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By Saad Malik. Introduction to Sorting. Sorting: an operation that segregates items into groups according to specified criterion. A = { 3 1 6 2 1 3 4 5 9 0 } A = { 0 1 1 2 3 3 4 5 6 9 }. What is Sorting?. Consider : Sorting Books in Library (Dewey system)

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By saad malik

By Saad Malik

Introduction to Sorting


What is sorting

Sorting: an operation that segregates items into groups according to specified criterion.

A = { 3 1 6 2 1 3 4 5 9 0 }

A = { 0 1 1 2 3 3 4 5 6 9 }

What is Sorting?


Why sort and examples

Consider according to specified criterion.:

Sorting Books in Library (Dewey system)

Sorting Individuals by Height (Feet and Inches)

Sorting Movies in Blockbuster (Alphabetical)

Sorting Numbers (Sequential)

Why Sort and Examples


There are many many different types of sorting algorithms but the primary ones are

There are many, many different types of sorting algorithms, but the primary ones are:

Types of Sorting Algorithms

  • Bubble Sort

  • Selection Sort

  • Insertion Sort

  • Merge Sort

  • Shell Sort

  • Heap Sort

  • Quick Sort

  • Radix Sort

  • Swap Sort


Review of complexity

Most of the primary sorting algorithms run on different space and time complexity.

Time Complexity is defined to be the time the computer takes to run a program (or algorithm in our case).

Space complexity is defined to be the amount of memory the computer needs to run a program.

Review of Complexity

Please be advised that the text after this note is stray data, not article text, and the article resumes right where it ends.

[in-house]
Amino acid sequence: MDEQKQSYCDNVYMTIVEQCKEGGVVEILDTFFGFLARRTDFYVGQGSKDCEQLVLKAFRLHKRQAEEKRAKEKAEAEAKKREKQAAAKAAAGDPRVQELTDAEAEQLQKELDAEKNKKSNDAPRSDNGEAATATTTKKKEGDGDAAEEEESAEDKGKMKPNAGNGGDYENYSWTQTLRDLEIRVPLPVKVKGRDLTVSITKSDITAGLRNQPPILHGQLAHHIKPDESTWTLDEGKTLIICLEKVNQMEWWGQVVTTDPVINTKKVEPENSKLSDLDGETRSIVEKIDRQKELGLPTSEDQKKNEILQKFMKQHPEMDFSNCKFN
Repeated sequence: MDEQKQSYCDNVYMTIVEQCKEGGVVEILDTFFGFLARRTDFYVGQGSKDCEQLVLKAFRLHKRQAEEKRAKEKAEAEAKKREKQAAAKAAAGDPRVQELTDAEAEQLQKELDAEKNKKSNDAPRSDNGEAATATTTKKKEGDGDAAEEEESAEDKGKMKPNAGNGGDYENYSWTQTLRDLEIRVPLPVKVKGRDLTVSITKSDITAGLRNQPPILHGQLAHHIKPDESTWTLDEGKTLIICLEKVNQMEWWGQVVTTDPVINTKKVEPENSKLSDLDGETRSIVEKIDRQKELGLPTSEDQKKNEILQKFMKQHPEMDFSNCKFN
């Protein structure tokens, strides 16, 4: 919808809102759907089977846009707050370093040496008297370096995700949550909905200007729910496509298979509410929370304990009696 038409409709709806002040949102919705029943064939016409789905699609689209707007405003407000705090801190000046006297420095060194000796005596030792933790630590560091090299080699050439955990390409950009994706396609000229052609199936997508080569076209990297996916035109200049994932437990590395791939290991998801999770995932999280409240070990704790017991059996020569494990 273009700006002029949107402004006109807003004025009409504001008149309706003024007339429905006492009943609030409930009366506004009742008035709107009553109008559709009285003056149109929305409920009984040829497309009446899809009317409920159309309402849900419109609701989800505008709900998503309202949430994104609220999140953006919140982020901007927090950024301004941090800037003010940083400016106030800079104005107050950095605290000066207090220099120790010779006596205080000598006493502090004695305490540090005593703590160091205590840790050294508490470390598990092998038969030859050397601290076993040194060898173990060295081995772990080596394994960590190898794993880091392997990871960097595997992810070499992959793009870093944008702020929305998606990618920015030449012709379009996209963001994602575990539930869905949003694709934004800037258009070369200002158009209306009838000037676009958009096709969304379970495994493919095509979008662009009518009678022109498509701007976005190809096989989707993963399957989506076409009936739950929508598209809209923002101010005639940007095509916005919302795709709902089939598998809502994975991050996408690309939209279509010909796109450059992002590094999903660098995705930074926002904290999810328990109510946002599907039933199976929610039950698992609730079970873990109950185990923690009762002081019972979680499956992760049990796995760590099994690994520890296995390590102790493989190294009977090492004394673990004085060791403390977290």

Complexity cont

Complexity in general, measures the algorithms efficiency in internal factors such as the time needed to run an algorithm.

External Factors (not related to complexity):

Size of the input of the algorithm

Speed of the Computer

Quality of the Compiler

Complexity (cont.)


O n n n
O(n), internal factors such as the time needed to run an algorithm. Ω(n), & Θ(n)

  • An algorithm or function T(n) is O(f(n)) whenever T(n)'s rate of growth is less than or equal to f(n)'s rate.

  • An algorithm or function T(n) is Ω(f(n)) whenever T(n)'s rate of growth is greater than or equal to f(n)'s rate.

  • An algorithm or function T(n) is Θ(f(n)) if and only if the rate of growth of T(n) is equal to f(n).


Common big oh s

Time complexity internal factors such as the time needed to run an algorithm.

Example

constant

O(1)

Adding to the front of a linked list

N

log

O(log

)

Finding an entry in a sorted array

N

linear

O(

)

Finding an entry in an unsorted array

N

N

n-log-n

O(

log

)

Sorting n items by ‘divide-and-conquer’

2

N

quadratic

O(

)

Shortest path between two nodes in a graph

3

N

cubic

O(

)

Simultaneous linear equations

1

1

5

5

8

8

(Binary) Finding 8:

(Linear) Finding 8:

9

9

21

21

22

22

50

50

Common Big-Oh’s

Front

Initial:

1

0

Final:

6

3

http://www.cs.sjsu.edu/faculty/lee/cs146/23FL3Complexity.ppt


Big oh to primary sorts
Big-Oh to Primary Sorts internal factors such as the time needed to run an algorithm.

  • Bubble Sort = n²

  • Selection Sort = n²

  • Insertion Sort = n²

  • Merge Sort = n log(n)

  • Quick Sort = n log(n)


Time efficiency
Time Efficiency internal factors such as the time needed to run an algorithm.

  • How do we improve the time efficiency of a program?

  • The 90/10 Rule

    90% of the execution time of a program is spent in

    executing 10% of the code

  • So, how do we locate the critical 10%?

    • software metrics tools

    • global counters to locate bottlenecks (loop executions,

      function calls)


Time efficiency improvements